Taking into account all of the things I mentioned before - experiments that are very difficult to do, a unique and hard-to-access place where you can do these studies - it makes for a very demanding area of research. At the same time, it offers a unique opportunity for training the next generation of scientists, because scientists and engineers are usually attracted by challenges. If you give them a difficult challenge, they will grow with that challenge and become even better.
A few years ago I had the idea of setting up an international network of experts to address all of the major challenges around antimatter physics. We work together collaboratively to train 15 researchers at institutions all across Europe. They work together to develop next generation techniques and technologies for antimatter research and help further improve the research infrastructure at CERN. My idea was that this will provide them with a rather unique challenge, as well as a good basis for their training.
AVA aims to train these early career researchers and provide them with a very broad range of skills. This should be a good basis for their future careers. The AVA project also provides a lot of scientific events like workshops and schools about antimatter physics for the wider scientific community. We have also organized large scale outreach activities like a big symposia, where we engage school children and the general public with our research to create more awareness about the challenges and the importance of antimatter. We have also produced a film about the project which quickly became the most-watched science short film on the European Commission’s official YouTube playlist.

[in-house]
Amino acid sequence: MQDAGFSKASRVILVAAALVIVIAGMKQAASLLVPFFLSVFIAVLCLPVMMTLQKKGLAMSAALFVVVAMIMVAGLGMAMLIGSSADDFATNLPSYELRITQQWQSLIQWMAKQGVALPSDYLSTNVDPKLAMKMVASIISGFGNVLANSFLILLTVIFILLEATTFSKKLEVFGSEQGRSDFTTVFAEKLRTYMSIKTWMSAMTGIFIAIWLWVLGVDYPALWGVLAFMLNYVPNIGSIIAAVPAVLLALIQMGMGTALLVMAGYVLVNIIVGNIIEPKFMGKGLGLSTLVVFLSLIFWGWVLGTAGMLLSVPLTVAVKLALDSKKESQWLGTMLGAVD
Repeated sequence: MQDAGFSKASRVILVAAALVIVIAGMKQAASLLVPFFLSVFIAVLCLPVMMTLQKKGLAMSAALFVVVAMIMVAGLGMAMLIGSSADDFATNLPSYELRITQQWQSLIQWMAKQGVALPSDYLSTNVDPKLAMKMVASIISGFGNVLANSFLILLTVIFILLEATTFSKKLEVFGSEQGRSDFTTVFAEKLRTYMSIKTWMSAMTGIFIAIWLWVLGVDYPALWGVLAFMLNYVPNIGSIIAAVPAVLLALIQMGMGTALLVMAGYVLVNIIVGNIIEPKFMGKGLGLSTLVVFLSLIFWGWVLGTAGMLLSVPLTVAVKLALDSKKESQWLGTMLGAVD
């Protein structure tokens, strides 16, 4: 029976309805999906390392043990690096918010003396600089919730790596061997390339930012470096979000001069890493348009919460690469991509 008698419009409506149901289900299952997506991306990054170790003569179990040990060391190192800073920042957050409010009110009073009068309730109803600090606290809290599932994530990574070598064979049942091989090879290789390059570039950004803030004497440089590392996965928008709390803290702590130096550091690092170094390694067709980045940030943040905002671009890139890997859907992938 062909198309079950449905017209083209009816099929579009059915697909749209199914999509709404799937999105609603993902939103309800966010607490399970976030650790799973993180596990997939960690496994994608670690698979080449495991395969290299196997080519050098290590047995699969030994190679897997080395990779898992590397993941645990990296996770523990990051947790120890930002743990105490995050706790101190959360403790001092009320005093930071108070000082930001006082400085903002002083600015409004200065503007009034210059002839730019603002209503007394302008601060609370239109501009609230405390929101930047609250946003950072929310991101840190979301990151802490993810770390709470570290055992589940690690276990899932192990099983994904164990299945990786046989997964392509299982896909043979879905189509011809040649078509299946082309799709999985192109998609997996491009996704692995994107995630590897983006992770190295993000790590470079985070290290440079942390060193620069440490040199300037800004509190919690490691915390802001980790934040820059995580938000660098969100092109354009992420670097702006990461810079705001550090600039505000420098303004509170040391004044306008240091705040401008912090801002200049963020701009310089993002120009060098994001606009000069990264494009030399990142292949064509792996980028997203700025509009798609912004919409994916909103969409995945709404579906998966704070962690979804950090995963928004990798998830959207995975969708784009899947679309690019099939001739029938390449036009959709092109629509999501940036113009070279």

AVA stands for Accelerators Validating Antimatter Physics, but the acronym is also because of a little girl called Ava from Warrington in the UK who sadly died from cancer a few years ago. I previously mentioned the cancer applications that may become possible with antiproton beams. In discussion with Ava’s family, we connected the project to the name of the little girl, to keep her memory alive.
AVA - Nature (anti)matters
About Professor Carsten Welsch
Professor Carsten Welsch studied physics and economics at the Universities of Frankfurt in Germany and UC Berkeley in the United States. He received his PhD in accelerator physics at the University of Frankfurt and after some years did Postdoc research at the Max Planck Institute for Nuclear Physics in Heidelberg, Germany. He was awarded a Fellowship at CERN in Switzerland. He founded the pan-European QUASAR Group in 2007.
Professor Carsten Welsch has been a member of the academic staff at the University of Liverpool and a member of the Cockcroft Institute of Accelerator Science and Technology since 2008. In 2011 he was promoted to Full Professor of Physics and has been Head of the Physics Department since September 2016.